Social windows of opportunity. Suddenly people are willing to listen to new advice, and consider different actions than they previously would. Hence there are attempts to get people to sign social pledges to self-quarantine and epidemiologists are signing open letters to tech giants. More nefariously, lawmakers are smuggling their pet policy proposal into things that look like corona response measures. When all is said and done, it seems plausible the overton window for biorisk policy will have shifted massively, and that might bring with it other surprising opportunities as well.
Causal windows of opportunity. There are also many new problems to be solved, where you can build a tool or other solution that actually changes the world in a mechanistic way, and which isn’t primarily about convincing other people of things.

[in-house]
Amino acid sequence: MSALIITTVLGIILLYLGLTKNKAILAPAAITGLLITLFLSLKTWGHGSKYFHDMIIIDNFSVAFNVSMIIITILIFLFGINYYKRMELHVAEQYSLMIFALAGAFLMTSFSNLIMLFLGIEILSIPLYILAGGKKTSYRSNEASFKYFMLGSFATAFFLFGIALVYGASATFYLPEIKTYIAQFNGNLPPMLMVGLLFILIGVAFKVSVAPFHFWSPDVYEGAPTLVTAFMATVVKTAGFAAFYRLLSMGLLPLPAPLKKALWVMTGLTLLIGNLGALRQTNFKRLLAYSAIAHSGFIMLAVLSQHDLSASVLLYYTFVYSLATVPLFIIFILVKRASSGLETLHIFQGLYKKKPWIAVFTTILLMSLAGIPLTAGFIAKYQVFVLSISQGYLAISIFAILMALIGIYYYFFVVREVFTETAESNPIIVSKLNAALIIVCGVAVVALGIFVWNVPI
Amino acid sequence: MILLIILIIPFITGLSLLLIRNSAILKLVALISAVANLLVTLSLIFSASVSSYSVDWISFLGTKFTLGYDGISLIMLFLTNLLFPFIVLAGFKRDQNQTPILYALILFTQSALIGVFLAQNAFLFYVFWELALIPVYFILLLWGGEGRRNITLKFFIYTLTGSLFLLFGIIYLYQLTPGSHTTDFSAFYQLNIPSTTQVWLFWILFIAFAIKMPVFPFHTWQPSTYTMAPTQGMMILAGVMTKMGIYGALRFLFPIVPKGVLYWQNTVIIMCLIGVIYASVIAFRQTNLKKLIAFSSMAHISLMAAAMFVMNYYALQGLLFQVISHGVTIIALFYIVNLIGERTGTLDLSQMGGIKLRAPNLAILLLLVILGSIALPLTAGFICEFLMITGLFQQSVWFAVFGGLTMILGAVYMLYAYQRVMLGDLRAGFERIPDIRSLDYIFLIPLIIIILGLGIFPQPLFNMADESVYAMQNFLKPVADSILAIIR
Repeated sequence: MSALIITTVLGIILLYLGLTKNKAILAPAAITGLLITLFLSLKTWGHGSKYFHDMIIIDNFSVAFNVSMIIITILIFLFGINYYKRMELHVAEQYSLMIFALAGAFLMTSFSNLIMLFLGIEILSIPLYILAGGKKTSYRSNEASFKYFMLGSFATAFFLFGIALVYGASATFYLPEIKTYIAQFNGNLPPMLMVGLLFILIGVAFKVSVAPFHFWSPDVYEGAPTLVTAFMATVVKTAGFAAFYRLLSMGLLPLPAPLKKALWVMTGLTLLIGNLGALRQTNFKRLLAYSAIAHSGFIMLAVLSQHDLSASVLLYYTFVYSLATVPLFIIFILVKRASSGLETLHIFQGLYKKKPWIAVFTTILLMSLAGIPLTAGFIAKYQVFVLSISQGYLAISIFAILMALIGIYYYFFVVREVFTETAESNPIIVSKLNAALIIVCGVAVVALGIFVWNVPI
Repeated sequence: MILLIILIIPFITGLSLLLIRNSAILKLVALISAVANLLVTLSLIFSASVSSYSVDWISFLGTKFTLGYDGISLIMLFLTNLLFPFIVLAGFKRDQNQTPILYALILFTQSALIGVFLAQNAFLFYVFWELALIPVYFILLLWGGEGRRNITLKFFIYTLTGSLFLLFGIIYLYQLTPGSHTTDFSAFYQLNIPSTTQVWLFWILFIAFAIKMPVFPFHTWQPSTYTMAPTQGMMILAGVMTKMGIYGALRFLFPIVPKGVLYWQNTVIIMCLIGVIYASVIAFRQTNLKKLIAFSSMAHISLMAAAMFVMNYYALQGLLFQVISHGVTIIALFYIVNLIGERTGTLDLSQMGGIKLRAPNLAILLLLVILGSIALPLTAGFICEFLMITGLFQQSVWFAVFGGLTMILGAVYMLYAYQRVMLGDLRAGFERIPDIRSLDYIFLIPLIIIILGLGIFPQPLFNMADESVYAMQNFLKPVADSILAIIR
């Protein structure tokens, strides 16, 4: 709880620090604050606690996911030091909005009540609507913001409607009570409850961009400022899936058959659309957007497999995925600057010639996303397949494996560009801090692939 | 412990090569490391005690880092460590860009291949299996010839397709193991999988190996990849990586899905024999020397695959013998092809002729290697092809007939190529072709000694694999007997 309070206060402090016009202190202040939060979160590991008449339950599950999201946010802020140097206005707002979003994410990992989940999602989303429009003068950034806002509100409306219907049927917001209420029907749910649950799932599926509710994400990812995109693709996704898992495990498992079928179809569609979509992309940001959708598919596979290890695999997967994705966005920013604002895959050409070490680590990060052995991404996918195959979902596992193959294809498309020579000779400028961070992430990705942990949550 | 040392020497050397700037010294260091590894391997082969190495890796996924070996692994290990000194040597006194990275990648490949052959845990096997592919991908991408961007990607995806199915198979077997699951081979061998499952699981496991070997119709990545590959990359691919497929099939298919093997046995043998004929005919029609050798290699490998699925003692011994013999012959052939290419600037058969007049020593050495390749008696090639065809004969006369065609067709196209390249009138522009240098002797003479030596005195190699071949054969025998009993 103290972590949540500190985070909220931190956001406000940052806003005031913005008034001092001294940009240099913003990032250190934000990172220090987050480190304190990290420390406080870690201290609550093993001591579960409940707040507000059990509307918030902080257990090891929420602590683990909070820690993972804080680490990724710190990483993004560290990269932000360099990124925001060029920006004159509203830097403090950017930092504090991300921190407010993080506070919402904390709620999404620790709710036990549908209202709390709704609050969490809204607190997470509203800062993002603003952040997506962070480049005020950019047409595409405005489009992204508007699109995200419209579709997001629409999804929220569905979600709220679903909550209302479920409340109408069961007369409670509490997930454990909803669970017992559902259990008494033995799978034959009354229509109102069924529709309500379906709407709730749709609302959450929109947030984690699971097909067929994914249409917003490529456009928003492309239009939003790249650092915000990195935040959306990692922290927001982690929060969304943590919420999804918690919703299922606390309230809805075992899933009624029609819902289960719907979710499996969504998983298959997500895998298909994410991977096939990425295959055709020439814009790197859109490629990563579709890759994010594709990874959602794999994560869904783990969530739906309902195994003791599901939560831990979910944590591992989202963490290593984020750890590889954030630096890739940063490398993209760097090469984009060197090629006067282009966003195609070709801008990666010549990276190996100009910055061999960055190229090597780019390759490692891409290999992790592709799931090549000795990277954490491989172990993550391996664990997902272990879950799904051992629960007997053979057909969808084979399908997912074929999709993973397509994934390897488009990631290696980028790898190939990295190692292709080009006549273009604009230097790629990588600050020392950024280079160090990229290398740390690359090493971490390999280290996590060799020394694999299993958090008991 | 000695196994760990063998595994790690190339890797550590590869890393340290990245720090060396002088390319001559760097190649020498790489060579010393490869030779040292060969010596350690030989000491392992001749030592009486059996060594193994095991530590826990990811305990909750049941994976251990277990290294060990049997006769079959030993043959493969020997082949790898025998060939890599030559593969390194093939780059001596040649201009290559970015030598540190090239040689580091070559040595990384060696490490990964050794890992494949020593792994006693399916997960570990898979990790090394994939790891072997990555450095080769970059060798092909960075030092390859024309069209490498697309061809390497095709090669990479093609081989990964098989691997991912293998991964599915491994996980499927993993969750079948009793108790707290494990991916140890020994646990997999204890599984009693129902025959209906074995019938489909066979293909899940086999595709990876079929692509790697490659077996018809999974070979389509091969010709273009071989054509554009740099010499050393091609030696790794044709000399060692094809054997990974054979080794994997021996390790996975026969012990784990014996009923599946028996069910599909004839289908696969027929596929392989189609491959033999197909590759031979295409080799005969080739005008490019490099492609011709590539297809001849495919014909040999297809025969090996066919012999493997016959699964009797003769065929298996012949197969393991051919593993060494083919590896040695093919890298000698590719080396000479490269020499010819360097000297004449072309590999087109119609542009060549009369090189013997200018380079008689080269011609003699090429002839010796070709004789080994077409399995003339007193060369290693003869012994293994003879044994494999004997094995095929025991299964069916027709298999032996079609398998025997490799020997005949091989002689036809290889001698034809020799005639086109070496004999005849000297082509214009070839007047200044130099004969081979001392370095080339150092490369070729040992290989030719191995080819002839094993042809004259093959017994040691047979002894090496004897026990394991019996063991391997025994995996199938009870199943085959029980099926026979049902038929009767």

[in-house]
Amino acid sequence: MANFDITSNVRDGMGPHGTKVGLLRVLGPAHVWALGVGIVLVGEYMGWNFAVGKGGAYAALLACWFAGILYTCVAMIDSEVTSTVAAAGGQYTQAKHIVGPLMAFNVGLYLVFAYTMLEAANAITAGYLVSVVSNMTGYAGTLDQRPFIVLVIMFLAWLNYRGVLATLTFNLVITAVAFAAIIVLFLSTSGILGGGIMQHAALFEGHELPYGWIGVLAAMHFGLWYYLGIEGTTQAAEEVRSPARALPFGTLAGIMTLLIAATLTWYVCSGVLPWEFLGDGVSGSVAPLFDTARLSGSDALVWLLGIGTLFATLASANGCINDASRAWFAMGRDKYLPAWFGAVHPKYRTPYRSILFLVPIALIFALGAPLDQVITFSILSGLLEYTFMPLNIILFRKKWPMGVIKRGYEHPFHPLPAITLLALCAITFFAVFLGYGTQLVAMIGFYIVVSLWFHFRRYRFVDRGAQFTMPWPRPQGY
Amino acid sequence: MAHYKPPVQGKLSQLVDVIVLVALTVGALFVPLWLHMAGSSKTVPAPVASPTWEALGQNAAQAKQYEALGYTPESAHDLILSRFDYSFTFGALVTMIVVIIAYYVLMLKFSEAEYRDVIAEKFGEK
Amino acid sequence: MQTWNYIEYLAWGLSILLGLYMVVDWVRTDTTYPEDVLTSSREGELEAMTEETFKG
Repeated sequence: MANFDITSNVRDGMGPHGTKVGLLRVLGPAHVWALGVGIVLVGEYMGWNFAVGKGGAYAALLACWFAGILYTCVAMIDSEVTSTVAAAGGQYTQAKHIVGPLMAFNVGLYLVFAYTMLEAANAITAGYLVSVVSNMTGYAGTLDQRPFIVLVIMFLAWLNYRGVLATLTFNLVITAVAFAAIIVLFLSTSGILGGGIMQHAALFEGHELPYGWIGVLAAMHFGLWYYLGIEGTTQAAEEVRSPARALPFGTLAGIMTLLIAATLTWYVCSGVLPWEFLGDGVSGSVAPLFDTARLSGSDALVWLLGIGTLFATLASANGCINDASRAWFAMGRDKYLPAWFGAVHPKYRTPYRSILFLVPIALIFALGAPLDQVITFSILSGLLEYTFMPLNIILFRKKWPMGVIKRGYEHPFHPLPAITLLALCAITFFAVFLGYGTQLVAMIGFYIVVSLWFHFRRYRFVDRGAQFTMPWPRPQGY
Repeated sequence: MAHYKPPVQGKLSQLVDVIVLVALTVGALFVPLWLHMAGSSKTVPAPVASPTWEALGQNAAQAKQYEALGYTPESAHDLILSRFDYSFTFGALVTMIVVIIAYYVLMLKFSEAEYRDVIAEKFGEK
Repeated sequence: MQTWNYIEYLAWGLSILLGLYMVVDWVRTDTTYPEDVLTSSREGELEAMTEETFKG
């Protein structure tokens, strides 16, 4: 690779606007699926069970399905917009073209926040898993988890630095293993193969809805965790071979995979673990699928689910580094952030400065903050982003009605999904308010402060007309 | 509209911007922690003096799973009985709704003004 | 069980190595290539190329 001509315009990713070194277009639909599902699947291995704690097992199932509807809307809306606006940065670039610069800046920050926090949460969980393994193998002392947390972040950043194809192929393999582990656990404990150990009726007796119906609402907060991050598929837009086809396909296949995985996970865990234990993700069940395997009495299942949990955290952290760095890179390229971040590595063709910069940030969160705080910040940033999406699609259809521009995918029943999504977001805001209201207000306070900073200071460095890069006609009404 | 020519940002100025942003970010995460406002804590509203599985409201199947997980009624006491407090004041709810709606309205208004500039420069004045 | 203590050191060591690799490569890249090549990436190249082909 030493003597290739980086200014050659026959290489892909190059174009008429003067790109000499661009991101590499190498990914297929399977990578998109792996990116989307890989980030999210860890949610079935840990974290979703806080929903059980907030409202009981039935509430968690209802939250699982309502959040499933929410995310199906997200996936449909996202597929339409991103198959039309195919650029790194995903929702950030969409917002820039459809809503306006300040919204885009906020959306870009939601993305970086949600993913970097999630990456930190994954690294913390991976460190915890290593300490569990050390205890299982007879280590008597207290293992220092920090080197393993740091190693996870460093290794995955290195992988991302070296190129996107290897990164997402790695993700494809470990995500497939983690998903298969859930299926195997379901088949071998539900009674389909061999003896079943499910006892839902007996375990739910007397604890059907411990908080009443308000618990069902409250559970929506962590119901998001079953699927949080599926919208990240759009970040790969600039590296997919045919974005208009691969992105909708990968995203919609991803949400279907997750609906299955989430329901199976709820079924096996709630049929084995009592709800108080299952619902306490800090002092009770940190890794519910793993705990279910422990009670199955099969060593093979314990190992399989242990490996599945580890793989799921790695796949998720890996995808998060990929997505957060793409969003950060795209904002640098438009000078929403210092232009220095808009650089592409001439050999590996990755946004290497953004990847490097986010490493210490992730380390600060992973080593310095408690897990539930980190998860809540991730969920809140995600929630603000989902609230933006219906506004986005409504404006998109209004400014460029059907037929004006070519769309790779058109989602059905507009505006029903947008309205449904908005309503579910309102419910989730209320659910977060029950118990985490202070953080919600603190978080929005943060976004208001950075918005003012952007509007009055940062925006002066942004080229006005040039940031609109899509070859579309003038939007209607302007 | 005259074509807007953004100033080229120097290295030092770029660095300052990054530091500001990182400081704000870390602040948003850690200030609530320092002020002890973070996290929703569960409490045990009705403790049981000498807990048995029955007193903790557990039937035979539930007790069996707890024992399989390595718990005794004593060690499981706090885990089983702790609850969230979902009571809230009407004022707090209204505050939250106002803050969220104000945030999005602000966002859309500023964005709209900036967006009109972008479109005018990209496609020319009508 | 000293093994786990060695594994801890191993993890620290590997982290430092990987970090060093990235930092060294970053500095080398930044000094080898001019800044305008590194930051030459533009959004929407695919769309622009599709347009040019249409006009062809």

Problem: stop touching your face. Example solution: build an app that uses your webcam and machine learning to warn when you’re about to touch your face, or reconfigure your existing hardware startup to produce bracelets that vibrate when you’re about to touch your face
Problem: figure out who you might have infected after you realise you’re ill. Example solution: build an app that uses Google maps location tracker to figure out who you’ve been in contact with after you get ill.
Problem: we’ll run out of ventilators and other medical equipment. Example solution: coordinate to design and manufacture open-source emergency medical equipment
Problem: Many tens of millions of people will switch to full-time remote work for the first time. What new problems will they encounter? Example solution: I don’t know! (Not a solution: buying stock in the wrong company because it had the same name as a video-calling company)